Scotland has missed its target for cutting greenhouse gas emissions, with a bounce back in transport use following the pandemic contributing to a rise in 2021 – the year Glasgow hosted global climate change summit COP26.

Although emissions at the end of 2021 were 49.2 per cent lower than they were in 1990 – the year the Intergovernmental Panel on Climate Change published its First Assessment Report – that fell short of the legally binding target of 51.1 per cent set down in the 2019  Climate Change (Emissions Reduction Targets) (Scotland) Act.

Official statistics published by the Scottish Government showed that 41.6 million tonnes of carbon dioxide were emitted from a basket of seven greenhouse gases in 2021, up from 40.6 the previous year – a rise of 2.4 per cent.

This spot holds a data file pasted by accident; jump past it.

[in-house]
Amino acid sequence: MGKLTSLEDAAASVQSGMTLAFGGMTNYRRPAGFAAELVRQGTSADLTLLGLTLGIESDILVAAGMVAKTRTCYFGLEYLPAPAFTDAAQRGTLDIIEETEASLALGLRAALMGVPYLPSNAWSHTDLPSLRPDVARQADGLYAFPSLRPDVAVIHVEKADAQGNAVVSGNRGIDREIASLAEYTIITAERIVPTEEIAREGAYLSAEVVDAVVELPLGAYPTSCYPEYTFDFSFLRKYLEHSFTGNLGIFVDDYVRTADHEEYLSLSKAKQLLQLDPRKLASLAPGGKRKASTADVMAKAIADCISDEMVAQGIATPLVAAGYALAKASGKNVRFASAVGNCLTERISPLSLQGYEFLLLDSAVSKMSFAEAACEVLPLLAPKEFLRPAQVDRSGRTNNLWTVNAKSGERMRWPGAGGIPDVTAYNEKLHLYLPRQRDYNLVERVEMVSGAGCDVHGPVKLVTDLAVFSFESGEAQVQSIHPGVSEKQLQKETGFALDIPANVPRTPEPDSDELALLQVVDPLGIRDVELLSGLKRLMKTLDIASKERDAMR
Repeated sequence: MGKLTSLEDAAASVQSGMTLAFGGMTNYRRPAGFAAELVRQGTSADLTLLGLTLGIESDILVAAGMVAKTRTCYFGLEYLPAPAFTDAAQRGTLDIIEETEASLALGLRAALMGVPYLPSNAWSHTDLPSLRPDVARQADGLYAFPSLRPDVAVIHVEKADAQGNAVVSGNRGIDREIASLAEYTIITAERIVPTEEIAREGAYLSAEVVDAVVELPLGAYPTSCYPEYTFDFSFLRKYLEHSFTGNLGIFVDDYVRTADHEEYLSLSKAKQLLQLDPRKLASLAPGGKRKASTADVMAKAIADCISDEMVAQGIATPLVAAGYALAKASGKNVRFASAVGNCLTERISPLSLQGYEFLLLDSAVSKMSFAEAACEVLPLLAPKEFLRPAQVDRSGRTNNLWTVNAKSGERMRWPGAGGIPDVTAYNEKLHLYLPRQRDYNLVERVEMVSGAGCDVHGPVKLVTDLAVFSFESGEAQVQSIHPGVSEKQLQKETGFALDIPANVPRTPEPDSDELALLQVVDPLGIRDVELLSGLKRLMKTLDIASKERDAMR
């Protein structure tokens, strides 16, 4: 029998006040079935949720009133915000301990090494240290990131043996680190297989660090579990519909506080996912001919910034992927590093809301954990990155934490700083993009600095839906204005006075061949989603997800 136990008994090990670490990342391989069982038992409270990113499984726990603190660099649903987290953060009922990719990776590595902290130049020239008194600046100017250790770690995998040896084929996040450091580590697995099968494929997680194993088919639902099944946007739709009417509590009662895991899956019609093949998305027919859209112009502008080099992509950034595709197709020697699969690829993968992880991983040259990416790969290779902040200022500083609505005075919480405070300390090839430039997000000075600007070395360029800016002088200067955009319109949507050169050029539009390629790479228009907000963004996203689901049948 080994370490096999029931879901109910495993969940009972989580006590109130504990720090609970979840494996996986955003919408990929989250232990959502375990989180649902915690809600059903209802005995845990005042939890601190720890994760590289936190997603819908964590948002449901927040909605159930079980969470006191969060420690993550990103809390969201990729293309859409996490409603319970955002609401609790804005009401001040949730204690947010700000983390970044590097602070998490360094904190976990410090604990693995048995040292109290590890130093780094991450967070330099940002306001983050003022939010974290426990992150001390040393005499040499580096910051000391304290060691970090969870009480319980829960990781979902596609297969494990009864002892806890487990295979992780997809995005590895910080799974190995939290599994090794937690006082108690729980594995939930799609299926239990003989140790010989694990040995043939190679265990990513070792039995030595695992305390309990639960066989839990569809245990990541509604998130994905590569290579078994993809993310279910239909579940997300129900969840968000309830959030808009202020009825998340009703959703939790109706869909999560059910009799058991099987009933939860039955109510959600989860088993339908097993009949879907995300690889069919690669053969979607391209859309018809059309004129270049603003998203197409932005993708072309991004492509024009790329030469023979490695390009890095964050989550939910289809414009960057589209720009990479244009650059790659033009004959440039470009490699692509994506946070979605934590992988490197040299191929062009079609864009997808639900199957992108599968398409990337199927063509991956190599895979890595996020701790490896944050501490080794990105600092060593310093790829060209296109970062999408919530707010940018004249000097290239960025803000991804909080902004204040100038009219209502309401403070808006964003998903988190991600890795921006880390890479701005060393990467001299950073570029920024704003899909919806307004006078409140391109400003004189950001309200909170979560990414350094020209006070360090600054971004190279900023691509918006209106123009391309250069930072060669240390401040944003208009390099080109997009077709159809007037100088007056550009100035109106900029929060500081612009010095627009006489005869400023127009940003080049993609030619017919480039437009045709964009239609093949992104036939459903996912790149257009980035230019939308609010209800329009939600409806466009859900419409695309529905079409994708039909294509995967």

The report said that the main contributor to the year-on-year increase was domestic travel “following the impact of the Covid lockdown in 2020”.

The energy, business, and international aviation and shipping sectors all saw emissions decrease.

The Scottish Government has set itself bold climate change targets, pledging to become a net zero emitting nation by 2045 – five years ahead of the date set by the UK Government.

To get there, it has set itself interim targets of seeing emissions reduce by 75 per cent on 1990 levels by 2030 and 90 per cent by 2040.

Want to see more SNP fails? – Health Matters

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